Do Young Humans + Artificial Intelligence = Cybersecurity?
The Army is recruiting smart young soldiers to wage cyberwar. But human talent is not enough. Ultimately, say experts, cyberspace is so vast, so complex, so constantly changing that only artificial intelligence can keep up. America can’t prevail in cyberspace through superior numbers. We could never match China hacker for hacker. So our best shot might be an elite corps of genius hackers whose impact is multiplied by automation.
Talent definitely matters – and it is not distributed equally. “Our best coders are 50 to 100 times better than their peers,” Lt. Gen. Paul Nakasone, head of Army Cyber Command (ARCYBER), said. There’s no other military profession, from snipers to pilots to submariners, that has such a divide between the best and the rest, he told last week’s International Conference on Cyber Conflict(CyberCon), co-sponsored by the US Army and NATO. One of the major lessons learned from the last 18 months standing up elite Cyber Protection Teams, he said, is the importance of this kind of “super-empowered individual.”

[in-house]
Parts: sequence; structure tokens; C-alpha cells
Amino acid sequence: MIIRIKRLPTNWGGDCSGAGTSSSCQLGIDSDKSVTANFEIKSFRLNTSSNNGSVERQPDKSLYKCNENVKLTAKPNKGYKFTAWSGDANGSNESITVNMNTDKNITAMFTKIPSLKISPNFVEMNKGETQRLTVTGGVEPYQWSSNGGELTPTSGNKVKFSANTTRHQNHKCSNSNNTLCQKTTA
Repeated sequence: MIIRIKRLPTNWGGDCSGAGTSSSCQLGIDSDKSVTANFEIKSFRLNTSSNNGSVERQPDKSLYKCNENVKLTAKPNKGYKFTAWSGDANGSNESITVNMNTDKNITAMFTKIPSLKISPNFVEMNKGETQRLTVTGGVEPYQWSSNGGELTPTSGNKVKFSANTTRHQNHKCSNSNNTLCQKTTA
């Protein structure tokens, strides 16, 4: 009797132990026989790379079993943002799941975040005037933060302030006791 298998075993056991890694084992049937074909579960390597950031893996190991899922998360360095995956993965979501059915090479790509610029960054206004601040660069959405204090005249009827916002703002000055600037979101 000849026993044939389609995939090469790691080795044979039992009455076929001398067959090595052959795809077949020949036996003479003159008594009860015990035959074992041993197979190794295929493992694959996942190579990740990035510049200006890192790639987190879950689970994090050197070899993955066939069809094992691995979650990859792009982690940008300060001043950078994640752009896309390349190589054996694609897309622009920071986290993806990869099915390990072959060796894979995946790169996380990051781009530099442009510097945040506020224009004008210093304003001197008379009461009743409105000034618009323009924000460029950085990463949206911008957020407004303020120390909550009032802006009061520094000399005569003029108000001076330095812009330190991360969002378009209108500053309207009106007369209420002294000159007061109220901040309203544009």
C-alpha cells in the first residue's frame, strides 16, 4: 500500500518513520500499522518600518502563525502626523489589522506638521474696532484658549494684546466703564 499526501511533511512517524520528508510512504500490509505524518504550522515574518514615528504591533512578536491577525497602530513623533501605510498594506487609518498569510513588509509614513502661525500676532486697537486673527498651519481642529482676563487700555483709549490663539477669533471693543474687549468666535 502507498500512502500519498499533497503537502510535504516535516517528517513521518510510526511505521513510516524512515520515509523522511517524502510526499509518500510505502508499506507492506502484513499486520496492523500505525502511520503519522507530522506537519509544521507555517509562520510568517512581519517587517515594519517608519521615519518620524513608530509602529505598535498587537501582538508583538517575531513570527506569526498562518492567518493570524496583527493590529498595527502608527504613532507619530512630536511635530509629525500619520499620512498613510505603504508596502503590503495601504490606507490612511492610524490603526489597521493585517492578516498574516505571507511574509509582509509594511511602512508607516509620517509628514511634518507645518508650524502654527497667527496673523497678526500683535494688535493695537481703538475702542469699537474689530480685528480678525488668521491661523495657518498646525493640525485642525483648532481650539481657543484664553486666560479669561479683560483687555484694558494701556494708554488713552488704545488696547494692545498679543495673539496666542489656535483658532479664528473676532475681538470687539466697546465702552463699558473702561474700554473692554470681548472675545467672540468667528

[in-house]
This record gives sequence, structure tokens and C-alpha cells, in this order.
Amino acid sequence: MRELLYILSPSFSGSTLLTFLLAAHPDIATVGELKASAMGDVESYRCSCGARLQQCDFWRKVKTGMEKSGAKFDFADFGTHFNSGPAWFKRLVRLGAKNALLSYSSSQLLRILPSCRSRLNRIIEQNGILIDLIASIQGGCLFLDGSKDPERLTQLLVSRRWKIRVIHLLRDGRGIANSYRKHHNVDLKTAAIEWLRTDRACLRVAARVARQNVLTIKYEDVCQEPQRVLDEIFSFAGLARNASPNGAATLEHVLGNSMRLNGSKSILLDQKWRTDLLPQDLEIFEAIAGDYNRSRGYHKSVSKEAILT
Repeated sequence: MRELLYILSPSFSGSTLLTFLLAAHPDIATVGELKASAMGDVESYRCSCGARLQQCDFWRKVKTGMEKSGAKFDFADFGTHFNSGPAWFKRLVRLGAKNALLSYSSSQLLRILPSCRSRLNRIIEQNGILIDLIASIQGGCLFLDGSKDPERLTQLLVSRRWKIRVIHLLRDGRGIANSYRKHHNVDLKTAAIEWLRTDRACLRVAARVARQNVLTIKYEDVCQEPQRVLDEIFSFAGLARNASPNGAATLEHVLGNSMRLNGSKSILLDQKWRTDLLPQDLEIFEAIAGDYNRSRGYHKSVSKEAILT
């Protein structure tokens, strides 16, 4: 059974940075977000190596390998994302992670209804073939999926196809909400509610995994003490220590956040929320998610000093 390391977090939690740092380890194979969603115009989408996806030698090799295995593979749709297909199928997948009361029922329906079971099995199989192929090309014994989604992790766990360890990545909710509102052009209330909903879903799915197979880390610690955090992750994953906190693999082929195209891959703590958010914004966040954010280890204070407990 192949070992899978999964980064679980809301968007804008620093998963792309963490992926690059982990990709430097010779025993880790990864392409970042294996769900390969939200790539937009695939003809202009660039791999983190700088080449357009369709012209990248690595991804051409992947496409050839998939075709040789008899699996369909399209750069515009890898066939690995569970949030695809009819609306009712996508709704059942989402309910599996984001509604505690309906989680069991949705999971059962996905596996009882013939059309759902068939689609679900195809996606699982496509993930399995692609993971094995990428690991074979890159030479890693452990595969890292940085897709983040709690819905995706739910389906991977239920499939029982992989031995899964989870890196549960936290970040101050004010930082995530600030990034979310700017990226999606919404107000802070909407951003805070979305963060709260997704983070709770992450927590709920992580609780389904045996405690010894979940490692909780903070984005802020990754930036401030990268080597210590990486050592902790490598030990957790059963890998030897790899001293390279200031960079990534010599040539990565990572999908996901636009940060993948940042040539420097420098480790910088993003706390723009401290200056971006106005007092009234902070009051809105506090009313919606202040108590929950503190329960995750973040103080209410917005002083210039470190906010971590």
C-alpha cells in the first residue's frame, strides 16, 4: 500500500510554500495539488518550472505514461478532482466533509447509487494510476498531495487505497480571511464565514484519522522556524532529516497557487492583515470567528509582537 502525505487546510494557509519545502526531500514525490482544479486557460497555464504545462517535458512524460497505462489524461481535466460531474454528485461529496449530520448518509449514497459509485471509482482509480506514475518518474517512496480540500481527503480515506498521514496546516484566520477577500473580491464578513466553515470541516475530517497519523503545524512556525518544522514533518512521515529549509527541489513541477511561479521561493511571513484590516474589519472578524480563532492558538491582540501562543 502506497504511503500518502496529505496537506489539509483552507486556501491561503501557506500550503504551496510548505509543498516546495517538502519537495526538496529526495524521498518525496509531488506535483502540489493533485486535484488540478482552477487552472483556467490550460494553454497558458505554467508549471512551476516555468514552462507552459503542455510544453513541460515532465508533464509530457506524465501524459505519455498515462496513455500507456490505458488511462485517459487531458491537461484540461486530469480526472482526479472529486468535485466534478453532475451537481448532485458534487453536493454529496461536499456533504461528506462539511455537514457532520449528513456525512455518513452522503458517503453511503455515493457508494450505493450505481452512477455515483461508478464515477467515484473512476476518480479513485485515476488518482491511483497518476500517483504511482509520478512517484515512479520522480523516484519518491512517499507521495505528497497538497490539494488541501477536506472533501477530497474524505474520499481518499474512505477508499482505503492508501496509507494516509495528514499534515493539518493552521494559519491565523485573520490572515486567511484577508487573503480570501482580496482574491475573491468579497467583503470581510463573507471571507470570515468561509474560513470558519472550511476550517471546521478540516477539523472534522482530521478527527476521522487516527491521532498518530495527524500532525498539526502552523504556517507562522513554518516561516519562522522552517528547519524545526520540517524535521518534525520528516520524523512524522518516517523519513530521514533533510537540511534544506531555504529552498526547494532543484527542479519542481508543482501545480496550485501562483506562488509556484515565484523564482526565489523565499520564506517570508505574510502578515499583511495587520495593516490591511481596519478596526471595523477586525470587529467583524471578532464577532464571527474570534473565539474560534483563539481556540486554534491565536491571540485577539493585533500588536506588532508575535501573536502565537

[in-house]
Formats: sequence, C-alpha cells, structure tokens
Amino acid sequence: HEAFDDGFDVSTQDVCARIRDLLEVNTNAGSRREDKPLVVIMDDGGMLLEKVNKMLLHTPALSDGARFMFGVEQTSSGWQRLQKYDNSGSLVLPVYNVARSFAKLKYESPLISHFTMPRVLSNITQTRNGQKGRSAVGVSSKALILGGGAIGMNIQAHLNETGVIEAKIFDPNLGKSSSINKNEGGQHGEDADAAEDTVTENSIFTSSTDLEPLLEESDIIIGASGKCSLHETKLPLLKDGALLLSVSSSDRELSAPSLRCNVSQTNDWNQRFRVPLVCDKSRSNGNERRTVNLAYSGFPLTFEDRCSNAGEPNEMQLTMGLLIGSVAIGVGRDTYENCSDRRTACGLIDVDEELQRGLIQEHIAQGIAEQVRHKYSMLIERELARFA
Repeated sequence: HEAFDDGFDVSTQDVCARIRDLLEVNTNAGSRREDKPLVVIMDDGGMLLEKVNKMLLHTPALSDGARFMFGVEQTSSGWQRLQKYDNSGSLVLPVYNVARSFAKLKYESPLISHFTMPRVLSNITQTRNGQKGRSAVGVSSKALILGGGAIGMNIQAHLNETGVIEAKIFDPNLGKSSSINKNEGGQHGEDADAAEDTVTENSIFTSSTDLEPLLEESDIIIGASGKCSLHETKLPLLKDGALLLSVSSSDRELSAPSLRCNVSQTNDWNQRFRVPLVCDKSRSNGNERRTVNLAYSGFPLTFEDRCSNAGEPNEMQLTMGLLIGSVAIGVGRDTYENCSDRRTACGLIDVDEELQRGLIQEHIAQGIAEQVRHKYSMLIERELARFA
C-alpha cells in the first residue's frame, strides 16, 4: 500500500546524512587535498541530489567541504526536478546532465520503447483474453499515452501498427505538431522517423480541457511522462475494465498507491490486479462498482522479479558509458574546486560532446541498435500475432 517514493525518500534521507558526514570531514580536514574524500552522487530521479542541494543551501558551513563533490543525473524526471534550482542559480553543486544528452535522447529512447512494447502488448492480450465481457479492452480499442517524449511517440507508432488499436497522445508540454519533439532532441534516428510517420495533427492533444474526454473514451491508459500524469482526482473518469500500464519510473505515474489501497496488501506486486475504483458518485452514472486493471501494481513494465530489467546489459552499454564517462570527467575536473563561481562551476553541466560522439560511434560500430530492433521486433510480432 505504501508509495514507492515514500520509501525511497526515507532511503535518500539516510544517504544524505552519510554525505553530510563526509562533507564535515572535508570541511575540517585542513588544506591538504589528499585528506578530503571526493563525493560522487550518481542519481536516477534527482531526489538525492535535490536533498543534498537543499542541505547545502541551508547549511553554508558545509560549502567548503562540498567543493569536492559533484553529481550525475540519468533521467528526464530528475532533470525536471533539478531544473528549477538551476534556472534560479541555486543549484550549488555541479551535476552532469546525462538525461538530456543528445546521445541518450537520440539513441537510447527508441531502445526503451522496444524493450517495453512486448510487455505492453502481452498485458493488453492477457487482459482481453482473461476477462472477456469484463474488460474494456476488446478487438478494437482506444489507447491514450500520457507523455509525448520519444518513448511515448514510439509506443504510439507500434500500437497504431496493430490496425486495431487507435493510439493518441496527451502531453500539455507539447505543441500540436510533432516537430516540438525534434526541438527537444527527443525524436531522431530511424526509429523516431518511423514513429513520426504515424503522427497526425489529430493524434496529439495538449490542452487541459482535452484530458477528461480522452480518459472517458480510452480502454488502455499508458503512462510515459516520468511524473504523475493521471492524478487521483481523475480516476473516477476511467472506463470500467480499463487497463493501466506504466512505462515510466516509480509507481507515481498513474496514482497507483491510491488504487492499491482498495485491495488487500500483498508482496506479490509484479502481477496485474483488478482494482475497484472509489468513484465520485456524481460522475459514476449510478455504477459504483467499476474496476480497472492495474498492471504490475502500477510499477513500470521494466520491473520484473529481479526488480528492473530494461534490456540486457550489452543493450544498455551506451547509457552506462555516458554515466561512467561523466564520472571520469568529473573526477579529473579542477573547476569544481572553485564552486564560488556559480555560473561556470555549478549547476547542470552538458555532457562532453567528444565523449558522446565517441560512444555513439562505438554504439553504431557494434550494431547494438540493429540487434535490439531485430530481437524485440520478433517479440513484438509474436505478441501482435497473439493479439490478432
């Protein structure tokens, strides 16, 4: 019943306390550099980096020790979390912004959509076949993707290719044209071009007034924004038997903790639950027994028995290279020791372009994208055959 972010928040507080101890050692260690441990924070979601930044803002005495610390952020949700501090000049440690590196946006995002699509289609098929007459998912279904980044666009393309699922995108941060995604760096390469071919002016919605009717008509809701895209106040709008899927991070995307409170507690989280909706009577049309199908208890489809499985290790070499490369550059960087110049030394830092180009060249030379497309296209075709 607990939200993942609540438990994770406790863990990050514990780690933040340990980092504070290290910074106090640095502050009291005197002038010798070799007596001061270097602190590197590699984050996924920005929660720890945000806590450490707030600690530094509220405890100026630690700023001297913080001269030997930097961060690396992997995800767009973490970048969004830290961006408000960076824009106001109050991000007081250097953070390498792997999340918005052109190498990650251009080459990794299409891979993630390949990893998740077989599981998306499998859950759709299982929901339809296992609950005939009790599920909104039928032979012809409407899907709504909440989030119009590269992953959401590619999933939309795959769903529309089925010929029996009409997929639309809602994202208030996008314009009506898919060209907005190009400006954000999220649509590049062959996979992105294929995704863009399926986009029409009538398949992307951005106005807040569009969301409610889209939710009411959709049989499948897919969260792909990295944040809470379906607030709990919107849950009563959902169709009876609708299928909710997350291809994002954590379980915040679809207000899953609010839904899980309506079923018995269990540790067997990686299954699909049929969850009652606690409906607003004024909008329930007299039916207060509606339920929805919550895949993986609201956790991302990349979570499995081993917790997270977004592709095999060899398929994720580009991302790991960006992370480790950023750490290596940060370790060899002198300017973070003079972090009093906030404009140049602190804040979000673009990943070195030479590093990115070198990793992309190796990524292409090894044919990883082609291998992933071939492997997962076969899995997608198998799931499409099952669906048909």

Such super-hackers, of course, exist in the civilian world as well. One young man who goes by the handle of Loki “over the course of a weekend…found zero-day vulnerabilities, vulnerabilities no one else had found in Google Chrome, Internet Explorer and Apple Safari,” Carnegie Melon CyLab director David Brumley said. “This guy could own 80 percent of all browsers running today.” Fortunately, Loki’s one of the good guys, so he reported the vulnerabilities – and got paid for it – instead of exploiting them.